for HadISST dataset size and resolution.
Application of the Radon Transform on a simple propagation case:
For purposes of illustration, we calculate the Radon Transform for a simple case.
f (x,t)  sin( kx  t)
(k, )  (k1,1) for first half of the record
(k, )  (k2 , 2 )
forsec ond half of the record
Figure fs02. f(x,t): 2D space-time simple propagation case. (k1,1) and (k2,2) are set to
correspond respectively to 1 = 47° and 2 = 153° (with the time axis as a reference)
Let’s apply the Radon Transform on this simple case (the whole f(t,x) map displayed
in Figure fs02) to identify the angles/phase speed on this diagram. Results of RT are
displayed in Figure fs03. The RT allows identifying angles around 1 = 47° over the first half
of the map and 2 = 153° over the second half. The Figure fs04 displays the Probability
Density Function (PDF) of the most significant angles θsignif (i.e. whose Radon energy
RE f   p 2 (t', )dt' is above a certain threshold, defined as a fraction of the maximum Radon
energy, max[REf]). This leads to an accurate estimation of the angles/phase speed in this
diagram. However, we can observe a loss of Radon energy on both edges of the f(t,x) diagram
leading to an unrealistic estimation of the time evolution of the significant angles/phase
Figure fs03. Radon Transform (Variance) of the input data displayed in Figure fs01.
Figure fs04. Detection of significant angles in the f(t,x) diagram, for which the Radon energy
exceeds 0.67 max [REf].
To resolve this issue, we perform a running RT (RRT) in the temporal dimension on
the same input map f(t,x). In other words, we apply the same RT diagnostic but on a smaller
part of the diagram (corresponding in this case to a sliding temporal window of 25
occurrences, see Figure fs05), and we only retain the RT value (for each angle) at the centre
of the window (thus eliminating probable inaccurate values over both edges of the RT). The
reconstructed RT of the full map f(t,x) is displayed in Figure fs06. There is no longer loss of
signal on the edges of the diagram. Nevertheless, we observe a loss in the estimation
accuracy, such as indicated in Figure fs07 which exhibit the most significant angles θsignif of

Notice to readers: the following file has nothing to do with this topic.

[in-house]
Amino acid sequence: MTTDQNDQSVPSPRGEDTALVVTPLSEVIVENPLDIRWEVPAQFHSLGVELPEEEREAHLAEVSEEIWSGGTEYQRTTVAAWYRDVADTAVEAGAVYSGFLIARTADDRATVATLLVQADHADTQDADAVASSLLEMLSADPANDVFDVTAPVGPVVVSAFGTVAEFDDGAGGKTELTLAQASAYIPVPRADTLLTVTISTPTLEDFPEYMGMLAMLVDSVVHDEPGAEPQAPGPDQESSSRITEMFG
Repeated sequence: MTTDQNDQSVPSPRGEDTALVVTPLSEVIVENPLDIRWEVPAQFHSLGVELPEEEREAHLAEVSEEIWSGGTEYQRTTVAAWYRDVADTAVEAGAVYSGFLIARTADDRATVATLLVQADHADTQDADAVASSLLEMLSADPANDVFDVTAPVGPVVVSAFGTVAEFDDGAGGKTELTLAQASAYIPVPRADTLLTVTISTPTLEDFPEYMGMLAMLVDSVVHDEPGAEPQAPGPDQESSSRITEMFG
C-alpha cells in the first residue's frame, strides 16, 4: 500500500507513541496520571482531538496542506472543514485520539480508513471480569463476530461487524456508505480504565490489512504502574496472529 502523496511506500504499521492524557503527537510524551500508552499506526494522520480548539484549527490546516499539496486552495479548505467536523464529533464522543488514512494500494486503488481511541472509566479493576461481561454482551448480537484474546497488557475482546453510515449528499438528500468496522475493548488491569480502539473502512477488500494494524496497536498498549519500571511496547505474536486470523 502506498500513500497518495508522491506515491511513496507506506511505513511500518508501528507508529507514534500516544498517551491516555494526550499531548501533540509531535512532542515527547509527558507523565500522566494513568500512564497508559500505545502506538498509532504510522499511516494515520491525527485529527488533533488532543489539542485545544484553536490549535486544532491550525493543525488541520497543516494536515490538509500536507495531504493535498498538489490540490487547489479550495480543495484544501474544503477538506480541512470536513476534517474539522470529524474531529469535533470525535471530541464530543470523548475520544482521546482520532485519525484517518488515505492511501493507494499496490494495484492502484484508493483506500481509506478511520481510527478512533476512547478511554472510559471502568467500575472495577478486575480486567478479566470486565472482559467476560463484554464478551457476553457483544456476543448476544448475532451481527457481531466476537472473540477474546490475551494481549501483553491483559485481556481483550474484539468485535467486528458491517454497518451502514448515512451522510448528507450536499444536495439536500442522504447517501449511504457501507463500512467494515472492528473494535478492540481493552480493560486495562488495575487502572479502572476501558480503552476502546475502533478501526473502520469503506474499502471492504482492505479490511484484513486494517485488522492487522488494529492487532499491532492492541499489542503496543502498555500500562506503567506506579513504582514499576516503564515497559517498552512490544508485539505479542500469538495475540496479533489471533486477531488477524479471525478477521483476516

f(t,x) diagram. Note that the spread of the PDF will directly depend on the length of the
sliding window.
Figure fs05. f(x,t): 2D space-time simple propagation case. (k1,1) and (k2,2) are set to
correspond respectively to 1 = 47° and 2 = 153° (with the time axis as a reference)
Figure fs06. Running Radon Transform of the input data displayed in Figure fs01.
Figure fs07. Detection of significant angles in the f(t,x) diagram, for which the Radon energy
exceeds 0.67 max [REf].
In order to assess the temporal evolution of the dominant angle/phase speed, we then
retain the most energetic angle at the centre of the RT map (corresponding to the time-step in
the middle of the sliding window, t’=0 on Figure fs03). The time evolution of the dominant
angle (which maximizes REf at each time-step) is displayed in Figure fs08.
Figure fs08. Detection of the most significant angle in the f(t,x) diagram at each time-step.
The RRT method gives very accurate estimation of angles (and therefore phase speed)
on this simplified example of wave propagation. In our study we apply the RRT on 2dimensional Hovmoller diagrams of sea surface temperature along the equator. This will
enable us to determine phase propagation speed time series at each longitude of f (in this
particular case, the previous integral is calculated over the length of the longitudinal sliding
window). We tried different windows’ sizes both in the temporal and longitudinal domains.
The results were consistent among the different windows combinations tested. We chose a 5years temporal sliding window along with a 100° spatial sliding window. We present results
integrated over the longitudinal domain 170°W-110°W, encompassing the centers of action of
the different modes.
Challenor, P. G., P. Cipollini, and D. Cromwell, 2002: Use of the 3D Radon transform to examine the
properties of oceanic Rossby waves (vol 18, pg 1558, 2001). Journal of Atmospheric and Oceanic
Technology, 19, 828-828.
Cipollini, P., D. Cromwell, and G. D. Quartly, 1999: Observations of Rossby Wave propagation in the
Northeast Atlantic with TOPEX/POSEIDON altimetry. Adv. Space Res., 22, 1553–1556.
Cipollini, P., D. Cromwell, M. S. Jones, G. D. Quartly, and P. G. Challenor, 1997: Concurrent
TOPEX/POSEIDON altimeter and Along-Track Scanning Radiometer observations of Rossby wave
propagation near 348N in the northeast Atlantic. Geophys. Res. Lett., 24, 889– 892.
Deans, S.R. (1983). "The Radon Transform and Some of Its Applications." John Wiley and Sons, 289
Polito, P. S., and P. Cornillon, 1997: Long baroclinic Rossby waves detected by TOPEX/POSEIDON.
J. Geophys. Res., 102, 3215– 3235.
Radon, J., (1917). "Über die Bestimmung von Funktionen durch ihre Integralwerte längs gewisser
Mannigfaltigkeiten." Math.-Phys. Kl., 69, 262–267. [For English translation, see Deans (1983), 204–